Wednesday, February 3, 2010



Part II

By Jeb Bradley
“I wish I had an answer to that because I'm tired of answering that question.” Yogi Berra

Governor Lynch firmly proclaimed in his State of the State Address this past week that Jobs, Jobs, and Jobs are the issues facing New Hampshire. Meanwhile, business leaders are scratching their heads asking how in the world can they create jobs amidst the demoralizing impact of large business tax hikes from Concord and the uncertainty of what comes next from a Legislature seemingly oblivious to the impact of the 38 taxes and fees they just raised in 2009?

The Governor avoided the sore subject of all these new taxes, especially the LLC Tax, a 5% levy on a significant portion of a business owner’s income. Business owners are angry and frustrated. In fact a new group, The Small Business and Small Industry Association was founded to help fight this new tax.

This business owner income tax comes against the backdrop of New Hampshire’s alarming unemployment rate jump to 7% with 51,625 people out of work. That bad news coupled with Senator Scott Brown’s stunning victory in Massachusetts left Concord Democrats in full denial on taxes. Even their spin made no sense.
One Democratic State Senator told the Portsmouth Chamber of Commerce, “only very very successful LLC owners who were not re-investing funds into businesses would have to be concerned.” The Governor’s office maintained the so-called LLC tax merely closes a loophole. The Chairman of the Democratic Party even said on the BlueHampshire Blog that business owners are being “scared” and that businesses “don’t have to pay any additional taxes.”

Really? So where is the $30 million that Democratic budget writers estimated the LLC Tax would produce actually coming from? That’s the proverbial $30 million question tax supporters can’t or won’t answer!

How does the LLC Tax work? It extends the 5% Interest and Dividends (I&D) tax to a business owner’s salary -- above a level of reasonable compensation defined by the Department of Revenue (DRA). How many LLCs and partnerships will be affected? No one knows but estimates start at 10,000. It could be thousands more.

What supporters of the LLC Tax ignore --- no other state or the federal government taxes small businesses in this manner. Why? Most people recognize that small businesses such as partnerships and LLCs are responsible for creating a large portion of the new jobs in America. The LLC tax will make New Hampshire self-destructively unique, undermining the very job creation energy needed to get 51,625 New Hampshire citizens back to work. Former DRA Commissioner Phil Blatsos called this tax an “insidious job killer” that could cost 600 jobs per year. Probably just for starters!

Many legislators in Concord believe businesses don’t contribute their fare share of taxes even though they produce some $500 to $600 million in annual revenue. So, how do business owners pay taxes in New Hampshire?

Small businesses typically pay the Business Enterprise Tax (BET) – a payroll tax of .75% on the salary of every employee including the owner. Because the largest expense for most small business is salary, they would typically not pay the 8.5% Business Profits Tax (BPT) unless they retained profits. But the impact of the BET is felt directly by small business owners because it’s straight from their bottom line.

On the other hand larger companies that are incorporated would typically pay the (BPT) on net profits. While these larger companies are subject to the BET, they are allowed to fully credit their BET exposure against the BPT. When a corporation pays a dividend to a passive investor, the investor not the corporation would pay the 5% I&D tax. A passive investor, however, is completely different from a business owner.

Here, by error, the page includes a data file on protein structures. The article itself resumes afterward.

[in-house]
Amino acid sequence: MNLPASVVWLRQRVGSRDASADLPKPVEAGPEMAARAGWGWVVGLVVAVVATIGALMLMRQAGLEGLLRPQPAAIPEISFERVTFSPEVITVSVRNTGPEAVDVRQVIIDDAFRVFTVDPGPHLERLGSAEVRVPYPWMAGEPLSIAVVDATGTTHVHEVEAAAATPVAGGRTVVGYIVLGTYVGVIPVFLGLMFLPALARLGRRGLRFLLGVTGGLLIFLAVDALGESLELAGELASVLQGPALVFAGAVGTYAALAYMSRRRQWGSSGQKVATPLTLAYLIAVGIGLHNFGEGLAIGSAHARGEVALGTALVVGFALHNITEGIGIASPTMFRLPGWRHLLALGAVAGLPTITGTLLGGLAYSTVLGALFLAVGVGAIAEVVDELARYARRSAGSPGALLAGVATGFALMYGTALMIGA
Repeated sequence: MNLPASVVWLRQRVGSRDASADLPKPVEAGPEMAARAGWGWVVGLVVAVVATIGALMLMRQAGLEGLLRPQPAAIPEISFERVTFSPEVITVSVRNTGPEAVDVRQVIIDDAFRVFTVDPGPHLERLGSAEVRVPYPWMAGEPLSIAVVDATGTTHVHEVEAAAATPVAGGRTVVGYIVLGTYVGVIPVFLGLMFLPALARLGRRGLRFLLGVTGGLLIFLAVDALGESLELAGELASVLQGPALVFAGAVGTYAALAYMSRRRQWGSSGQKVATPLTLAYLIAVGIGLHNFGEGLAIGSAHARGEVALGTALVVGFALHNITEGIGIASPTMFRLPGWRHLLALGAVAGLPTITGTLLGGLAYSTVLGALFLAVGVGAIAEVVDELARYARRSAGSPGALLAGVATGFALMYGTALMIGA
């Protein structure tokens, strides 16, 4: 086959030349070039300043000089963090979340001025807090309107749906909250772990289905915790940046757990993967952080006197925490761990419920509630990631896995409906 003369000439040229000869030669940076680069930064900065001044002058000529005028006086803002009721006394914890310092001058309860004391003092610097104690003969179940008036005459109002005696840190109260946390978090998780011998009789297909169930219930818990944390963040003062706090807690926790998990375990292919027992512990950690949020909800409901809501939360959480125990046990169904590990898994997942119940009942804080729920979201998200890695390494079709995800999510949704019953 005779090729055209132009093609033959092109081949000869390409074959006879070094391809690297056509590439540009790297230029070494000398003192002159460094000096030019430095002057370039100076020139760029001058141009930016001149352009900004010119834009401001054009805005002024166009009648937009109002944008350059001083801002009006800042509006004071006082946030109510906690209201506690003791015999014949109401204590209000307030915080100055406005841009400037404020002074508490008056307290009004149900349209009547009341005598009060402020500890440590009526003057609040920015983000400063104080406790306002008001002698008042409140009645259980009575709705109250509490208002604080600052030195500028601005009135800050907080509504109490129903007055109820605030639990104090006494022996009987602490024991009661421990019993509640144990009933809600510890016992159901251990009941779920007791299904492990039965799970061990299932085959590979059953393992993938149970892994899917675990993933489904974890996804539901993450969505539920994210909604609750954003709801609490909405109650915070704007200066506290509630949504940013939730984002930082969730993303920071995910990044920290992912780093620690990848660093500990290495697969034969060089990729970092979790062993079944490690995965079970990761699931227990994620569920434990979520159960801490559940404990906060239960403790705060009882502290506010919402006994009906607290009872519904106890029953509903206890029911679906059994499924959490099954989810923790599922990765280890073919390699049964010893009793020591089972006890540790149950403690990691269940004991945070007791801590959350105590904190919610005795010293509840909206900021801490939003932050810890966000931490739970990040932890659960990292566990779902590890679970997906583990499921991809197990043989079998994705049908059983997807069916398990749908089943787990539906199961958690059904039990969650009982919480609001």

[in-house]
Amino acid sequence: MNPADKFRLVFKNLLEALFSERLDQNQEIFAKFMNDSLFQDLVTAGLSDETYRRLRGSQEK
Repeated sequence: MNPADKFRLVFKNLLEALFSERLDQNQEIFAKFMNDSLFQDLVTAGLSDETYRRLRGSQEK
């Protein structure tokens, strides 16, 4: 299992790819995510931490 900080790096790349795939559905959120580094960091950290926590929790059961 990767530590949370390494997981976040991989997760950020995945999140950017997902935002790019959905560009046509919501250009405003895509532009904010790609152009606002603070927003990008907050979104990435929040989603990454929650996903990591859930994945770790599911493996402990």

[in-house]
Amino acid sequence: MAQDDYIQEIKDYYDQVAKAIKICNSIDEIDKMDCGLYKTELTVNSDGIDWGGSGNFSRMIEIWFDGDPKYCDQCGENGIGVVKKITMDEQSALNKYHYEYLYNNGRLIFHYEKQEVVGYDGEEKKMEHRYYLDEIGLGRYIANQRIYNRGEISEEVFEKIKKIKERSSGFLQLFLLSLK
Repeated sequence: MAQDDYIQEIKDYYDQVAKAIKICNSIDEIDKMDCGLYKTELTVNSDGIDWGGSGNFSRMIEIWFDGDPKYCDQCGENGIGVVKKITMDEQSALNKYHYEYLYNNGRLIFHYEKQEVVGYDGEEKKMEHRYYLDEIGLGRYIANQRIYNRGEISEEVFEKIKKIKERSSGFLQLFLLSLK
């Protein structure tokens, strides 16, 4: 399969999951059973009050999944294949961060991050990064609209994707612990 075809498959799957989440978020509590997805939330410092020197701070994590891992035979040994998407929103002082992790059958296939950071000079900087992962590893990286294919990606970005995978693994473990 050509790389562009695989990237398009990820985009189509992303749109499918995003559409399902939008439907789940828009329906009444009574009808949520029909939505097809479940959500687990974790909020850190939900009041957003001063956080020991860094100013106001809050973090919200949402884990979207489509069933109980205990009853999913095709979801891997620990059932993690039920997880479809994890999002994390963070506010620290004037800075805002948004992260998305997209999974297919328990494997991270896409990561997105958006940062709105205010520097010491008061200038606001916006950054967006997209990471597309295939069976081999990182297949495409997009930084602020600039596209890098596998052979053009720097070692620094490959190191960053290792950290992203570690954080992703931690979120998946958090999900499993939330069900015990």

Corporate executives are not subject an income tax in the manner that LLC owners or partnerships now are, thanks to the LLC tax hitting a significant portion of an owner's salary. People who claim the LLC tax simply closes a loophole believe the owner’s salary is actually a dividend. Try telling that to a business owner working 18 hour days to keep the doors open, keep people employed and meet payroll every week. The other 6 hours the business owner is probably awake ….worrying about what cockeyed tax idea will come next from Concord! A full-fledged income tax?

It only gets worse for the business owner. For several years the DRA has conducted hard-hitting audits to determine if business owners pay themselves more than what government officials deem reasonable compensation. Per these aggressive DRA audits, any business owner salary above that bureaucratic definition of reasonable compensation is termed “profit” subject to the 8.5% BPT. Now thanks to the LLC Tax, that same salary will be subject to the 5% I&D Tax. So the effective tax rate for the small business owner is an ungodly 13.5% -- enough to keep business owners sleepless in New Hampshire!

Adding insult to injury, the Democratic Chairwoman of the House Ways and Means Committee has proposed legislation defining reasonable compensation so the 13.5% income tax on business owners kicks in on salary above $50,000 per business entity --an absolute killer if there is more than one owner. And DRA sets all the rules. No wonder business owners are crying foul and everyone concerned about JOBS is aghast at the plummeting business climate in New Hampshire.

What can people do? I have sponsored legislation to repeal the LLC Tax and remove DRA’s authority to determine what business owners can reasonably pay themselves without triggering a hefty tax bill. Those hearings will be held at the State House on February 9th at 10am. It is essential for people to travel to Concord and make their voices heard.

Alternatively Silence Means --- WELCOME TO NEW TAX-SHIRE!


No comments:

Post a Comment